It was the height of the feminist revolution and one man was trying, unsuccessfully, to publish a book about a man amidst a midlife crisis. 25 years later, Esquire editor Gordon Lish read sections of An Armful of Warm Girl in a literary magazine and demanded that Knopf reconsider publishing it (they did). This week over at Bloom, Nicki Leone dives into the work of W.M. Spackman, the man often referred to as “Fitzgerald‘s literary heir.”
I reported earlier that Franzen’s Purity was headed to TV with Daniel Craig front and center. Now, Showtime has officially sealed the deal. Production is expected to begin in 2017. Revisit our editor Lydia Kiesling’s review of the book to prepare for the series.
“Since the middle of the 20th century, the academy has conditioned us to stay grounded within texts and steer clear of writers’ biographies for insights while biographers are often timid about the kind of playful speculation that we can undertake here in Slate. Readers, myself included, tend to wonder about the sources for characters the likes of Kurtz, Sherlock Holmes, and Jay Gatsby—larger-than-life, mysterious, existing on a kind of separate plane—and in doing so we are continuing the quests of the narrators who tried first (Marlow, Watson, and Carraway).” Matthew Pearl asks: was Robert Louis Stevenson the blueprint for Conrad‘s Kurtz?
This Thursday, at Housing Works Bookstore in New York, Garth will represent The Millions in a live quiz show called (accurately) Don’t Know Much About Literature. Kenneth C. and Jenny Davis, authors of DKMAL, the book, will host. Co-contestants include Jason Boog of Galleycat, Ed Champion of Reluctant Habits, Jason Toal of HTML GIANT, Catherine Lacey, and Buzz Poole of Mark Batty Publisher. We’re told buzzers and beer are in the offing, and that second round contestants “include you!” We’d love to see you there.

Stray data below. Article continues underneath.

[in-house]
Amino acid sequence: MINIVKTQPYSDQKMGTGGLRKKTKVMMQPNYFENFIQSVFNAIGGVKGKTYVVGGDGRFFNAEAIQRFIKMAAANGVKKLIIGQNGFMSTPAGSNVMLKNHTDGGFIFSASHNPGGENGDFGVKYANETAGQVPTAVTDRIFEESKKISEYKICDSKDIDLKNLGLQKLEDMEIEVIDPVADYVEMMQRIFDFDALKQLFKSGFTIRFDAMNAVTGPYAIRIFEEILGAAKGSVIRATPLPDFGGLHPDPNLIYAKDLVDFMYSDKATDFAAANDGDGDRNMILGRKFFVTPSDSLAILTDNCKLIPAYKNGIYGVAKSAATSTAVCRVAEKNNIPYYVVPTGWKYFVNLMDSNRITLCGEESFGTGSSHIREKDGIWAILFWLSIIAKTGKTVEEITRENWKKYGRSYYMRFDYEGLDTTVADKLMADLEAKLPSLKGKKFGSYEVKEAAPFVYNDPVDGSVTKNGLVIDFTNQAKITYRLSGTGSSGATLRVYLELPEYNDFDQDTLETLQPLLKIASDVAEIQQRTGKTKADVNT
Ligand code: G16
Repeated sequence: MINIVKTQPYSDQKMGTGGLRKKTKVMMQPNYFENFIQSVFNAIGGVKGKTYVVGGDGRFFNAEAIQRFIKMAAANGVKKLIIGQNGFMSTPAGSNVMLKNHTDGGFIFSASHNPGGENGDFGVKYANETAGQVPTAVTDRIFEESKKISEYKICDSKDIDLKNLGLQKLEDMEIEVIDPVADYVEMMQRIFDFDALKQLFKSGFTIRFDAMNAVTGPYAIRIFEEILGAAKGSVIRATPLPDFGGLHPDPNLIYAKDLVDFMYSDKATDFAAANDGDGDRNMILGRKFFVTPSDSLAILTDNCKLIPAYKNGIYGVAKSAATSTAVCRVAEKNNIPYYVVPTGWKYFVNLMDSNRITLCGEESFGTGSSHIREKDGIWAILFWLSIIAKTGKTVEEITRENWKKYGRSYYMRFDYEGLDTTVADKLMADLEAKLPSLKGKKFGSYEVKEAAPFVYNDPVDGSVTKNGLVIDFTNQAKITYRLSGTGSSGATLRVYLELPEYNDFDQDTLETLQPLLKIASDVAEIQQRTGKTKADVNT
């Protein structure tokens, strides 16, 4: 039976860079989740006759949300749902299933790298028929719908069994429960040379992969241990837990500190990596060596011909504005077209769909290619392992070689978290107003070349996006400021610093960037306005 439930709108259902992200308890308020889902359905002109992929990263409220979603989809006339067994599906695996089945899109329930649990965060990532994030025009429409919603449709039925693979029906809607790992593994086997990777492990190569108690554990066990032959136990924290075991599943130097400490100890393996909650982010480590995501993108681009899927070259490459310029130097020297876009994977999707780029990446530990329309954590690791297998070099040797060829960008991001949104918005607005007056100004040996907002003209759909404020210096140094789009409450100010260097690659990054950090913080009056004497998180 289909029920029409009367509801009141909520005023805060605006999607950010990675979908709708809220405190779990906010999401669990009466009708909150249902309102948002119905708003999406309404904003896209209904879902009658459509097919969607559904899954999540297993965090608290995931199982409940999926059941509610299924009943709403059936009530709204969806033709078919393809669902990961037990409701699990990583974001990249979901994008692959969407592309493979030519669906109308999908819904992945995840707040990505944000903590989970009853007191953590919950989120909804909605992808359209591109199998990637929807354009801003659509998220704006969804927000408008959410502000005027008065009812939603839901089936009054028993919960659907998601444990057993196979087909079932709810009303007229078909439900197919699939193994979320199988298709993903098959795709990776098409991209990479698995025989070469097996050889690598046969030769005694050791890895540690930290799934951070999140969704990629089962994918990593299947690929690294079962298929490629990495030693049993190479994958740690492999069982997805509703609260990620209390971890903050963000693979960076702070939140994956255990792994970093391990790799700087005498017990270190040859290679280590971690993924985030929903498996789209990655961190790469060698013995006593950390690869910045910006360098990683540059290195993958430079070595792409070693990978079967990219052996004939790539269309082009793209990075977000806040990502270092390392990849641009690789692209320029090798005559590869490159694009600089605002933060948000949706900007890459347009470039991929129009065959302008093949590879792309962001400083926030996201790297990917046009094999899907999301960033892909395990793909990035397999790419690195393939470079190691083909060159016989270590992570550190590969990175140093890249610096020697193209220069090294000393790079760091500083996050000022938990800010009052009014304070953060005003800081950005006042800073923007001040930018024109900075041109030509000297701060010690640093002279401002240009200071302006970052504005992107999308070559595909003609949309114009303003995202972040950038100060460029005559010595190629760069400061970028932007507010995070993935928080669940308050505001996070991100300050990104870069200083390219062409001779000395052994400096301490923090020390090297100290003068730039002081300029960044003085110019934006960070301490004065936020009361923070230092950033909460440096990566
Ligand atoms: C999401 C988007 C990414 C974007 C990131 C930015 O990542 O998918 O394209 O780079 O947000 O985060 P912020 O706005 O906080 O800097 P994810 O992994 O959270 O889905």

Among the many quotable and occasionally perplexing lines in this interview with V. S. Naipual is this one, which the Bend In The River author drops upon hearing that his interviewer, Isaac Chotiner, is a fan of P. G. Wodehouse: “I can’t read Wodehouse. The thought of, shall we say, facing three or four months of nothing but Wodehouse novels fills me with horror.”
From the Paris Review: Daniel Torday on lost family stories, Pliny the Elder, and the origins of glass.
“I started zoning out a little. My eyes drifted over toward my cat. Mr. Patterson pulled me right back in by saying, ‘Once you have the outline, start writing dude, you’re ready.’ It was that dude that woke me.” At The Awl, Patrick Hoffman reviews James Patterson’s MasterClass on writing. Pair with Bill Morris‘s account of losing his Pattersonian virginity at 32,000 feet.
“I’ve been writing about ‘real’ characters and placing them in a shaped, or fictional, world. Writing TransAtlantic, there was never really a plan, at the early stages, to question the line between fiction and nonfiction. I just went on instinct, and then these worlds started to braid.” The Rumpus interviews Colum McCann.